“The richness and diversity of organisms in the deep sea supports ecosystem processes necessary for the Earth’s natural systems to function. The deep ocean also constitutes more than 90% of the biosphere, and plays a key role in climate regulation, fisheries production, and elemental cycling. It is an integral part of the culture and well-being of local communities and the seafloor forms part of the common heritage of humankind,” the letter explains.
It goes on to list a number of concerns, warning that seabed mining could result in habitat degradation, the disruption of vital natural services and the release of harmful sediment, toxins and metals. The loud noises generated by deep-sea mining could also disrupt the behaviour of marine animals, while its implications on carbon fixation remain unclear.
Ultimately, the diversity and complexity of marine ecosystems are poorly understood, and more than 75% of the global seafloor is yet to be mapped or observed. This lack of clear understanding raises the stakes of the ISA’s decision, as the impacts of commercial seabed mining may not be easily reversed.
Global consensus is unlikely to be reached
In December 2022, world leaders came together to agree on the launch of a Global Biodiversity Framework. The framework outlines four long-term goals and 23 intermediary targets for the preservation and restoration of natural ecosystems.
Furthering these commitments, the UN’s High Seas Treaty was introduced in March 2023. Its international signatories are now legally obliged to ensure that marine biodiversity in areas that fall outside of national jurisdiction is sustainably maintained.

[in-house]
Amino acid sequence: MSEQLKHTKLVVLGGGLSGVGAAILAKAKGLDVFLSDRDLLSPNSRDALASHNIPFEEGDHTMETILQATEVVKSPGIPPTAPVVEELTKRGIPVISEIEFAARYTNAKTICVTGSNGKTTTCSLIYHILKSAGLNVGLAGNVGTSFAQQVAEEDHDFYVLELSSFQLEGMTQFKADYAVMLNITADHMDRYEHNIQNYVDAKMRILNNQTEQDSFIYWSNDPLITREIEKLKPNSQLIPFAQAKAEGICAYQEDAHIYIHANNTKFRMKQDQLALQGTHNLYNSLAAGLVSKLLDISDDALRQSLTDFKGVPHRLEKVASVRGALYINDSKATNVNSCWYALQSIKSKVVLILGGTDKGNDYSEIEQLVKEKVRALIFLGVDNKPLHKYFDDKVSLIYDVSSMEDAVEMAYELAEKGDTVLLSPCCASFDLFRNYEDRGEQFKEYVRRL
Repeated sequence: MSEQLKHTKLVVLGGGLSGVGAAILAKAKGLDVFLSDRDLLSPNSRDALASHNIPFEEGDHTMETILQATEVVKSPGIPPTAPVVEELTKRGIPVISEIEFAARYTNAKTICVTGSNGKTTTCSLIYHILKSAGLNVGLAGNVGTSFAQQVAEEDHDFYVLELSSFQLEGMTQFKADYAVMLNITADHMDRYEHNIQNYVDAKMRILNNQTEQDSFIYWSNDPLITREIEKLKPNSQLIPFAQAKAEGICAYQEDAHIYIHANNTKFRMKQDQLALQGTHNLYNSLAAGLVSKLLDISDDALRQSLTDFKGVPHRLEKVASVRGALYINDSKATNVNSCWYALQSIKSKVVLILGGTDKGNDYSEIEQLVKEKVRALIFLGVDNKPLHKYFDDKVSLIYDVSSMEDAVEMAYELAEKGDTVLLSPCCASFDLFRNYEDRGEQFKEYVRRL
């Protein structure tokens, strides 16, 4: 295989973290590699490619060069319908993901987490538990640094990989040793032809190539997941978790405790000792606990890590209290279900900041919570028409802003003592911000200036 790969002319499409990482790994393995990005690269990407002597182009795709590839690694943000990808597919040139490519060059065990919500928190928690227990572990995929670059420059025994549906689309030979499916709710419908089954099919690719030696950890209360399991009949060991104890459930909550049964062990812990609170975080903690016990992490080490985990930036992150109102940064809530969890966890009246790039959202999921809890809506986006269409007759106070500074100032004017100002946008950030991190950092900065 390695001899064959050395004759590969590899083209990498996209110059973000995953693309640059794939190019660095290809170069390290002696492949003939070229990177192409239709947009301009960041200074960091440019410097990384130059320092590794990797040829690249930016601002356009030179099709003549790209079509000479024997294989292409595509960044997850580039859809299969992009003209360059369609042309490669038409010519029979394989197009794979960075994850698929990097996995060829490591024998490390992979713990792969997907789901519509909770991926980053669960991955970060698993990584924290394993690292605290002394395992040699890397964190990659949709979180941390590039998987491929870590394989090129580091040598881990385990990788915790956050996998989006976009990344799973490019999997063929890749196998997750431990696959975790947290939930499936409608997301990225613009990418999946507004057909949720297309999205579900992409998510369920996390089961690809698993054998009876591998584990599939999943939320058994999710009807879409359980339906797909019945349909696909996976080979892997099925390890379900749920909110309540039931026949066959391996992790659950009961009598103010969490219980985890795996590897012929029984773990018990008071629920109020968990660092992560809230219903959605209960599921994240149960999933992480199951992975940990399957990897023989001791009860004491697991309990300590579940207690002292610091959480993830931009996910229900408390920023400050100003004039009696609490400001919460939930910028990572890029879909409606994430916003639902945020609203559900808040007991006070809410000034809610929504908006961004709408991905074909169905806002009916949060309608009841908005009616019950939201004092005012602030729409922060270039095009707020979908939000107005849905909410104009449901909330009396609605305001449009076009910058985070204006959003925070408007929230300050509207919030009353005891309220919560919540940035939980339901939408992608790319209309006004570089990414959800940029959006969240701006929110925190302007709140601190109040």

With this revitalised focus on protecting the world’s ecosystems, the ISA’s decision is likely to garner significant attention. Given its potential contradiction with global goals, the positions of Governments and corporations could well be subjected to scrutiny.
Companies including Google (NASDAQ:GOOG), BMW (ETR:BMW) and Volkswagen (ETR:VOW3) have already signed a WWF statement, calling for a moratorium on seabed mining. By signing the statement, they have made a public commitment not to source any minerals taken from the deep seabed and to refrain from funding any future activity.
A number of national Governments have echoed this response, with Germany’s state secretary for economic affairs having called for a precautionary pause on deep-sea mining. His social media post emphasised the delicate nature of deep-sea ecosystems, urging for their protection.
Voicing similar concerns, Costa Rica’s ISA representative tweeted: “Member States should drive the International Seabed Authority: decisions must come from them & must not be pushed by those who have only administrative duties. Mining the Seabed cannot be rushed bcause [because] of the economic interests of a few.”
The UK appears to be among the minority, though it is yet to publicise its position. In the past, the Parliament has been undecided on its approach to deep-sea mining, supporting future research while hastening to add that environmental concerns ought to be considered.
More recently, the British head of the ISA has been accused of losing the impartiality demanded by his position and directing diplomats’ decisions towards economic interests. At the same time, Greenpeace protestors have been actively campaigning against a Government-funded research project in the Pacific Ocean. According to the protestors, the Smartex research project is merely a smokescreen for the country’s commercial agenda.
With the ISA’s decision rapidly approaching, the controversy surrounding deep-sea mining is far from resolution. Though some will continue to perceive it as an economic opportunity that can contribute to the net-zero transition, others will remain wary of contradicting global commitments to the protection of nature’s ecosystems.